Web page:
Talcum Powder Ovarian Cancer

Research linking talcum powder to ovarian cancer has been accumulating since the 1970s. Hundreds of women who used Johnson & Johnson’s talc products, including Baby Powder and Shower to Shower, are now pursing legal claims against the company for its alleged failure to warn consumers that the use of talcum powder for feminine hygiene purposes could increase a woman’s risk for ovarian cancer.

Talcum Powder Investigation

The nationwide law firm of Bernstein Liebhard LLP is investigating the purported association between talcum powder and ovarian cancer. If you or a loved one developed this devastating disease following years of regular, repeated use of a talc-based product for feminine hygiene purpose, please call (888) 994-5118 to learn more about the legal options that might be available to you.

FDA Funds Research To Investigate Talc & Ovarian Cancer

The U.S. Food & Drug Administration’s (FDA) Office of Women’s Health has agreed to fund a study investigating the possible link between cosmetic talc use and ovarian cancer. A posting on the agency’s website notes that talc’s effects on the tissues that make up the female genital system have not been adequately investigated. Read More

Studies Tie Talc to Ovarian Cancer

The International Agency for Research on Cancer, part of the World Health Organization, says applying talc to the genital area could be “possibly carcinogenic to humans”. Since the 1970s, a number of studies have suggested that talc particles could travel to the ovaries and cause inflammation – potentially increasing the risk of certain cancers.

  • 2009: A meta-analysis involving 16 different studies linked the regular, repeated application of talc-based powders to the genital area to a 33% increase in the risk of ovarian cancer.
  • 2009: Research published by a team from Harvard University found a 36% increased risk of ovarian cancer associated with the use of talcum powder for feminine hygiene.
  • 2013: A paper published by Cancer Prevention Research found a 20-30% increased risk of ovarian cancer from talcum powder.
  • 2015: A study published in Epidemiology finds that women who routinely applied talcum powder to their genitals, underwear, sanitary napkins and tampons had a 33 percent higher risk of ovarian cancer. Read More
  • 2017:  A study published in the European Journal of Cancer Prevention suggested genital talc use could increase the risk of ovarian cancer by 20%. The authors of the study characterized the findings as “statistically significant”. Read More

Johnson & Johnson Talcum Powder Litigation

Johnson & Johnson, the manufacturer Baby Powder and Shower to Shower , has been named in more than 1,200 product liability claims that allege its talcum powder products caused ovarian cancer; Two cases have already been hard by juries, including a Missouri lawsuit that ended in February 2016 with a $72 million verdict in favor of the plaintiff. In October 2013, a Sioux Falls, South Dakota jury found that the use of Johnson & Johnson’s products contributed to the development of ovarian cancer in another woman. However, no damages were awarded in the case.

What is Ovarian Cancer?

While ovarian cancer only accounts or about 3%of the cancers affecting women, it kills more victims than any other female reproductive cancer. The early symptoms are usually vague, which can delay diagnosis until the malignancy reaches an advanced stage.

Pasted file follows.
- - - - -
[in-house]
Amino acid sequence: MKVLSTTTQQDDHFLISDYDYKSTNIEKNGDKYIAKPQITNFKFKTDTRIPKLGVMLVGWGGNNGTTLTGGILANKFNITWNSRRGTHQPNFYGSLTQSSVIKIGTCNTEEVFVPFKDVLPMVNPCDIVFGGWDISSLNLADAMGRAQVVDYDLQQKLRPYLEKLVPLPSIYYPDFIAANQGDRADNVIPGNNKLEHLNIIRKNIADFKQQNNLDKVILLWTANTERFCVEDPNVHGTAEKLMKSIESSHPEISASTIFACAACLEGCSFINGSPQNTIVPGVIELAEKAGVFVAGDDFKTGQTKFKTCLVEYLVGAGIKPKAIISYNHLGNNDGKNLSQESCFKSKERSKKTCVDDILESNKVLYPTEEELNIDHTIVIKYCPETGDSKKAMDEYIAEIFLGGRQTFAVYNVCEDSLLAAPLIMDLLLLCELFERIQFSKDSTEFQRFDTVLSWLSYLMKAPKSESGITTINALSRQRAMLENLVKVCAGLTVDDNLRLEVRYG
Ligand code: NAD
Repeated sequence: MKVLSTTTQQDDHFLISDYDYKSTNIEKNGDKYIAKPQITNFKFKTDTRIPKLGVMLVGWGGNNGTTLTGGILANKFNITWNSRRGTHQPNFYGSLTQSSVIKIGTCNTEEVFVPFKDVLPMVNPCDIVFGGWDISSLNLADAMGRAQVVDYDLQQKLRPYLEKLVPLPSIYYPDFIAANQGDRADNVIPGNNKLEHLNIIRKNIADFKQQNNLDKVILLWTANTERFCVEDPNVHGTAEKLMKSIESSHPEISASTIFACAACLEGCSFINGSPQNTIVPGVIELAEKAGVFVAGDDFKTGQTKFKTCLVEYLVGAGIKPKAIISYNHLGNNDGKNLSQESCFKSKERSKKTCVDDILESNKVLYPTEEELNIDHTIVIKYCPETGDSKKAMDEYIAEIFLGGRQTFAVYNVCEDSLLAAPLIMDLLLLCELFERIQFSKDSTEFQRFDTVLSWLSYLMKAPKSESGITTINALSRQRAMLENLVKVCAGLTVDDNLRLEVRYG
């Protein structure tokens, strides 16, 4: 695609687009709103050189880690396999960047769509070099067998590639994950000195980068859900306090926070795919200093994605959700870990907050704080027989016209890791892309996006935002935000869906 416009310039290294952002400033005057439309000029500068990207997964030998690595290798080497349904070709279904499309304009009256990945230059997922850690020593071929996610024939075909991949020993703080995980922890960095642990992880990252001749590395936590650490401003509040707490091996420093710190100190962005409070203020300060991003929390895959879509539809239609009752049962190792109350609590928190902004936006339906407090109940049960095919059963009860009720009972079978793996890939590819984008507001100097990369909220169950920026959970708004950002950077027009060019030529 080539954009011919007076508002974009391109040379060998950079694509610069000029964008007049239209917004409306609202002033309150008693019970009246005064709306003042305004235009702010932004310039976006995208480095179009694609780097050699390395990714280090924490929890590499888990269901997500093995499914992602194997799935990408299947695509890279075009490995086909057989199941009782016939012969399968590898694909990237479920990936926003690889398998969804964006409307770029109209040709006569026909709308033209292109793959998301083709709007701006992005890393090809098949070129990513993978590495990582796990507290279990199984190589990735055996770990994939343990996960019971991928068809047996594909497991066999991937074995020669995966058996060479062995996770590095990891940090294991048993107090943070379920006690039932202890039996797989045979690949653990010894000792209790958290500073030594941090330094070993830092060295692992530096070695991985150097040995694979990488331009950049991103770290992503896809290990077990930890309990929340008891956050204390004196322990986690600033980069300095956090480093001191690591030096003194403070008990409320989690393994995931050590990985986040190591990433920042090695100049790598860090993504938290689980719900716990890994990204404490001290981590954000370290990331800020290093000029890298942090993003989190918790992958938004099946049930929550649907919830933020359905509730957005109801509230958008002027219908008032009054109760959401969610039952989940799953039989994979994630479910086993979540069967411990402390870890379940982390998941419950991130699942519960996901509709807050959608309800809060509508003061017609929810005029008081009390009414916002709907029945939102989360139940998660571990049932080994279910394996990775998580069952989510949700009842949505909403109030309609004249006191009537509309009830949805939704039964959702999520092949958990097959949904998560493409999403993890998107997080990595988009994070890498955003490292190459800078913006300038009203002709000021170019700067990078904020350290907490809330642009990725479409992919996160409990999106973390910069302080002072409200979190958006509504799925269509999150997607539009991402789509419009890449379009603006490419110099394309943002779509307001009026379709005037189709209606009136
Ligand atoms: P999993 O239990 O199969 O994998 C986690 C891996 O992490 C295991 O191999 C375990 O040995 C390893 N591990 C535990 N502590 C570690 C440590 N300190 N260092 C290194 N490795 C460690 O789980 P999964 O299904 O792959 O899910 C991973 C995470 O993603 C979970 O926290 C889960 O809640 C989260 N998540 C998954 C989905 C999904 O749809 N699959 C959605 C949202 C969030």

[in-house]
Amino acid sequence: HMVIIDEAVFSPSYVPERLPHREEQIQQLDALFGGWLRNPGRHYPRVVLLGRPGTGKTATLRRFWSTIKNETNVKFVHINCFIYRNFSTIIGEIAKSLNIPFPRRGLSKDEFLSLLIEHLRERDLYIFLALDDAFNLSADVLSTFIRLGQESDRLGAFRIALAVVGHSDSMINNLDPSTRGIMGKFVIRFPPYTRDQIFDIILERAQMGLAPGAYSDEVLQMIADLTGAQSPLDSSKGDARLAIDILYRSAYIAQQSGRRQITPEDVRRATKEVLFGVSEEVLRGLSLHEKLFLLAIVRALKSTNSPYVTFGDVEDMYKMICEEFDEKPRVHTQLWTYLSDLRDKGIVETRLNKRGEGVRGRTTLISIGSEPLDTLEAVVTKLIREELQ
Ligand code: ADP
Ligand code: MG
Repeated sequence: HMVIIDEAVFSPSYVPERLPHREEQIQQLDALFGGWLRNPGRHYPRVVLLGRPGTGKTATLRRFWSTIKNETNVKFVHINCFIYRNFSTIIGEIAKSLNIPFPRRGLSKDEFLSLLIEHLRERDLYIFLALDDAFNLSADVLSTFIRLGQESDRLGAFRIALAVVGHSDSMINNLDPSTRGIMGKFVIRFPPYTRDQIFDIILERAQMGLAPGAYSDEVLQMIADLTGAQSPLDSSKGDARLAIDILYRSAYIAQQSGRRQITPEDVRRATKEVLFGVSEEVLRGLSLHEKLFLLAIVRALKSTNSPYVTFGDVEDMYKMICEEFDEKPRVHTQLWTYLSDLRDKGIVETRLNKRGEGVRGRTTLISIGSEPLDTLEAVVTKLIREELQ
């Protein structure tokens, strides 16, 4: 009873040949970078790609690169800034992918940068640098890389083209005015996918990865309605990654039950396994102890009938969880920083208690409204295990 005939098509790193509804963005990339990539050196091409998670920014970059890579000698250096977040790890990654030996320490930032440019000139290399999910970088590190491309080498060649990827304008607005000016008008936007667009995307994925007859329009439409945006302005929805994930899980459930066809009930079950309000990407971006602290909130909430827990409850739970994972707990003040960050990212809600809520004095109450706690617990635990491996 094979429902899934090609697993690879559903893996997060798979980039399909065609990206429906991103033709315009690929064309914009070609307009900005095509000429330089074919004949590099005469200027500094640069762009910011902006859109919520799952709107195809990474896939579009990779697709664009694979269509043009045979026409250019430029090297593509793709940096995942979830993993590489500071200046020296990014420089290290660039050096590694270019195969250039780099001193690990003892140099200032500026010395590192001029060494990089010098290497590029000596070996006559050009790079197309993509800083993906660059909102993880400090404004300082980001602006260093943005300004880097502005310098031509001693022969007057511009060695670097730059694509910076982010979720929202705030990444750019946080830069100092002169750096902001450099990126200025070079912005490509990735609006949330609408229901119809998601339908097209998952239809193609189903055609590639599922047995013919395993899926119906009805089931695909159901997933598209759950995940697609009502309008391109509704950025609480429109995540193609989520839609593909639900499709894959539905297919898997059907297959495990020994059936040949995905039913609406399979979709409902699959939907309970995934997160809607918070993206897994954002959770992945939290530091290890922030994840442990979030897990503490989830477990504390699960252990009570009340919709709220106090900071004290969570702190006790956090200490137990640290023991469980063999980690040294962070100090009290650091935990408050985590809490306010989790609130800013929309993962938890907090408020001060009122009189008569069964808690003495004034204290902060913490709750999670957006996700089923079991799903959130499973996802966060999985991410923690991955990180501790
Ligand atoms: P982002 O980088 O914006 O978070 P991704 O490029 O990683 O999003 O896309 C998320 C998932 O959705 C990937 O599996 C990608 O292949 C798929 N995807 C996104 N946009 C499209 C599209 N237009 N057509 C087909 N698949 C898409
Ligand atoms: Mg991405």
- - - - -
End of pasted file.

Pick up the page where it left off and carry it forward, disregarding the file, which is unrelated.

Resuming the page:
Symptoms that may be associated with ovarian cancer include:

  • Vaginal bleeding
  • Abnormal vaginal discharge
  • Frequent bloating
  • Pain in the belly or pelvis
  • Abdominal pressure, fullness, swelling
  • Changes in bowel or bladder habits (constipation, frequent urination, etc.)
  • Persistent fatigue
  • Low back pain
  • Loss of appetite or feeling full

Did You Use Talc and Develop Ovarian Cancer? Contact an Attorney Today.

Did you regularly and repeatedly use talc-based products for feminine hygiene prior to your ovarian cancer diagnosis? If so, you may be entitled to file a talcum powder lawsuit of your own. To learn more about the possible link between talcum powder and ovarian cancer, please call (888) 994-5118 to arrange for a free, no-obligation legal review with one of our attorneys.

  1. IARC (2014) “Talc Not Containing Asbestos Fibers” http://monographs.iarc.fr/ENG/Monographs/vol93/mono93-8.pdf
  2. Anti-Cancer Research (2003) “Perineal application of cosmetic talc and risk of invasive epithelial ovarian cancer: a meta-analysis of 11,933 subjects from sixteen observational studies” http://www.ncbi.nlm.nih.gov/pubmed/12820486
  3. Cancer Epidemiology, Biomarker & Prevention (2009) “Talc Use, Variants of the GSTM1, GSTT1, and NAT2 Genes, and Risk of Epithelial Ovarian Cancer” http://cebp.aacrjournals.org/content/17/9/2436.full
  4. Cancer Prevention Research (2013) “Genital powder use and risk of ovarian cancer: a pooled analysis of 8,525 cases and 9,859 controls” http://cancerpreventionresearch.aacrjournals.org/content/early/2013/06/12/1940-6207.CAPR-13-0037.abstract
  5. Reuters (2016) “J&J must pay $72 million for cancer death linked to talcum powder: lawyers” http://www.reuters.com/article/us-johnson-johnson-verdict-idUSKCN0VW20A
  6. Rapid City Journal (2013) “South Dakota jury ties talc powder to cancer risk” http://rapidcityjournal.com/news/south-dakota-jury-ties-talc-powder-to-cancer-risk/article_78bd7792-b78c-5adb-b684-e6b2c2db10ed.html
Last Modified: March 5, 2017

Get the latest news and litigation updates about this case by following us on Facebook. Click the "Like" button below.


Follow Us

RXInjuryHelp.com on Google+  RXInjuryHelp.com on Facebook  RXInjuryHelp.com on LinkedIn  RXInjuryHelp.com on Twitter  RXInjuryHelp.com on YouTube  RXInjuryHelp.com on Pinterest

Skip to content